A Thought for Food

Poke Bowls: The Origin Story and 6 Authentic Recipes to Make at Home

Poke bowls might be unfamiliar to many family tables across the Lower 48, but now is the time to start incorporating these delicious and nutritional recipes into your regular weeknight home cooking. While it can seem intimidating to work with raw fish and ingredients that you're not fully comfortable with, this is a great cooking skill that once you learn, you'll never stop using. So take a dive out of your comfort zone for these deliciously authentic poke recipes.

If you'd like, think of poke bowls like deconstructed sushi. And just like sushi, this "new" trend is actually an old traditional dish that dates back centuries. In Hawaii, where poke bowls originated, you can find the varieties everywhere from restaurants to supermarkets, and for good reason: They're delicious, simple, and healthy.

The Everyday Food of Hawaii

Poke is pronounced, poh-keh, and the word means "to cut." This aggressive verb, however, describes a delicate dish of raw, fresh fish (think: ahi tuna, salmon or shellfish) that are marinated and served cold over rice. The rice and fish are then seasoned with sauces like soy sauce, ponzu sauce, limu (seaweed), rice vinegar, Hawaiian sea salt, creamy and spicy mayo, and salty furikake. All accompanying ingredients are sliced and diced in bite-size portions. 

In Hawaii, different variations of this dish are not difficult to come by. Take a trip to virtually any grocery store in the Aloha State and you'll be greeted by a vast selection of the famous sushi-grade fish, like fresh tuna. Take a look through the butcher's glass and you'll see hi limu (yellowfin tuna with algae), spicy garlic salmon, tofu with soy sauce, sesame seeds, green onions, kimchee tako (octopus) for sale, and all prepared to top your poke bowls. Because in Hawaii, poke bowls are simple.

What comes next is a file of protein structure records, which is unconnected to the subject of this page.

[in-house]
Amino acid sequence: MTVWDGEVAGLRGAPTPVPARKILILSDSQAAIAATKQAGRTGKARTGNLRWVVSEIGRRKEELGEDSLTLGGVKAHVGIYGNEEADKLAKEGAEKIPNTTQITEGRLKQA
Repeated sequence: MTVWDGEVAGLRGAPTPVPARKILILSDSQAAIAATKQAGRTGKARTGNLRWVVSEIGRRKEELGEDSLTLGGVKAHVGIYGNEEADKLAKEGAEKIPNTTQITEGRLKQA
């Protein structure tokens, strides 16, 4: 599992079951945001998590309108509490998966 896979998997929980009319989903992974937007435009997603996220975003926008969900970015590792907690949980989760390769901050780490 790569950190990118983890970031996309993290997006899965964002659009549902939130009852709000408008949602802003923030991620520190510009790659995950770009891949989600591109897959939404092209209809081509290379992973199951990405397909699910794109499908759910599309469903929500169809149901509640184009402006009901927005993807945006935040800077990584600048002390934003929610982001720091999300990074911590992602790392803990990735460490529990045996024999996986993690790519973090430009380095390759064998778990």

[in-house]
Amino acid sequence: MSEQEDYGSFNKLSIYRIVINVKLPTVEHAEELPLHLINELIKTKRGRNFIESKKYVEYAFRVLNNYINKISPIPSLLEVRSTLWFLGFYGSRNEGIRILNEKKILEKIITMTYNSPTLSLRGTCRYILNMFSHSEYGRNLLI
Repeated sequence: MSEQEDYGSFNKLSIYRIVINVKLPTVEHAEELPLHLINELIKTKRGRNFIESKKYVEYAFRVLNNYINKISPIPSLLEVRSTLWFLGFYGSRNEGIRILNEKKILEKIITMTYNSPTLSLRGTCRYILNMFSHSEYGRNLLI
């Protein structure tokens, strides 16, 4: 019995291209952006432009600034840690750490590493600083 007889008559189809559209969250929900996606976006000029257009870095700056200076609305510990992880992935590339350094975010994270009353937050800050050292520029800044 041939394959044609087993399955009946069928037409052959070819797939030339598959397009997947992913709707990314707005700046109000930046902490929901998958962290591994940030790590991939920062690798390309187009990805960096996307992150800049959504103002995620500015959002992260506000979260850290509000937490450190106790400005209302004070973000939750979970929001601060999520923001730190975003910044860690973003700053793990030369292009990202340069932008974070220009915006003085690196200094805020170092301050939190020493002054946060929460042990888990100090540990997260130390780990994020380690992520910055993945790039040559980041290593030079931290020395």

Making Poke Bowls on the Mainland

Once they came to the mainland, however, poke bowls took on a whole new meaning gaining a variety of ingredients and losing those of their origin. Although there is nothing wrong with a little innovation, you're missing out if you haven't tried the real deal. Meat is not always a requirement, though avocado poke bowls are more of a health and wellness trend.

So, to make sure that you are able to try the unadulterated original, here are 6 authentic recipes we love and always come back to. Just remember though, if you're going to make your own, buy the freshest fish available. The quality of your finished bowl will rely heavily on the freshness of the fish you use. If you're going to be working with in your own kitchen, be sure you're feeding your loved ones (and yourself!) the best possible quality. 

1. Hawaiian Ahi Poke Recipe

Simply, freshly dressed, and portioned to perfection, this very traditional poke bowl pairs best with a seaweed salad with a dash of sesame oil and red pepper flakes. Get the recipe here.

2. Spicy Ahi Poke + Avocado "Parfaitinis"

Should you need the perfect packed lunch to add to your weekly rotation, this is it. Get the recipe here.

3. Ahi Tuna Poke Bowl

Add some vegetables to your diet and some color to your bowl with this poke bowl. These vegetables are traditional accompaniments to raw fish and rice, and you should definitely take a bite of the combination and find out why. Get the recipe here.

4. California Poke Bowl

Crab legs, avocado, tuna, green onion: This sounds vaguely like a deconstructed California roll. Get the recipe here.

5. Salmon Poke Bowl

If you're worried about using tuna due to overfishing or its mercury levels, don't even risk it. Salmon sashimi is just as good, if not better, than its tuna cousin. Try it in a poke bowl and see for yourself. Get the recipe here.

6. Spicy Tofu Poke Bowls

Poke bowls don't have to be only a raw fish salad. They can also have tofu, which is delicious, nutritious, and vegetarian for those Meatless MondaysGet the recipe here.

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